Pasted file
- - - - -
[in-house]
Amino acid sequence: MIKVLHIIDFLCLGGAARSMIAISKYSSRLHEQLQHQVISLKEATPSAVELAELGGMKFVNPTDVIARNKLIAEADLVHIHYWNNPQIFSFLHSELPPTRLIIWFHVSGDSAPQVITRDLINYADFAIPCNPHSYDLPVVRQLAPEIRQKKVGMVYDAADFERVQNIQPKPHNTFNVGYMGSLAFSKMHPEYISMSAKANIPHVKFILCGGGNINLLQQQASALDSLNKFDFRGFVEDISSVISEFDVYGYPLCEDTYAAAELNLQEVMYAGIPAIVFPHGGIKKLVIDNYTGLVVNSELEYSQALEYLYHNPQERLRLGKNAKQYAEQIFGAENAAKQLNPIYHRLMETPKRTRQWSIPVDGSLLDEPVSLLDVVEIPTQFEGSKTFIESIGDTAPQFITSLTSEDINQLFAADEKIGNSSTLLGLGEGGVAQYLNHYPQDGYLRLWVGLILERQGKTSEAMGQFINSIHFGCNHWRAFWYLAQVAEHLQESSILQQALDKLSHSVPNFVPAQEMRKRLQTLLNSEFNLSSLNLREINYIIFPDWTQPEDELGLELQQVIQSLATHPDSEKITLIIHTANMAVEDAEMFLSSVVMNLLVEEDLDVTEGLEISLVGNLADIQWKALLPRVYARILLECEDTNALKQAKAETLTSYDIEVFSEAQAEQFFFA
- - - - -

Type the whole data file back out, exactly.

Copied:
[in-house]
Amino acid sequence: MIKVLHIIDFLCLGGAARSMIAISKYSSRLHEQLQHQVISLKEATPSAVELAELGGMKFVNPTDVIARNKLIAEADLVHIHYWNNPQIFSFLHSELPPTRLIIWFHVSGDSAPQVITRDLINYADFAIPCNPHSYDLPVVRQLAPEIRQKKVGMVYDAADFERVQNIQPKPHNTFNVGYMGSLAFSKMHPEYISMSAKANIPHVKFILCGGGNINLLQQQASALDSLNKFDFRGFVEDISSVISEFDVYGYPLCEDTYAAAELNLQEVMYAGIPAIVFPHGGIKKLVIDNYTGLVVNSELEYSQALEYLYHNPQERLRLGKNAKQYAEQIFGAENAAKQLNPIYHRLMETPKRTRQWSIPVDGSLLDEPVSLLDVVEIPTQFEGSKTFIESIGDTAPQFITSLTSEDINQLFAADEKIGNSSTLLGLGEGGVAQYLNHYPQDGYLRLWVGLILERQGKTSEAMGQFINSIHFGCNHWRAFWYLAQVAEHLQESSILQQALDKLSHSVPNFVPAQEMRKRLQTLLNSEFNLSSLNLREINYIIFPDWTQPEDELGLELQQVIQSLATHPDSEKITLIIHTANMAVEDAEMFLSSVVMNLLVEEDLDVTEGLEISLVGNLADIQWKALLPRVYARILLECEDTNALKQAKAETLTSYDIEVFSEAQAEQFFFA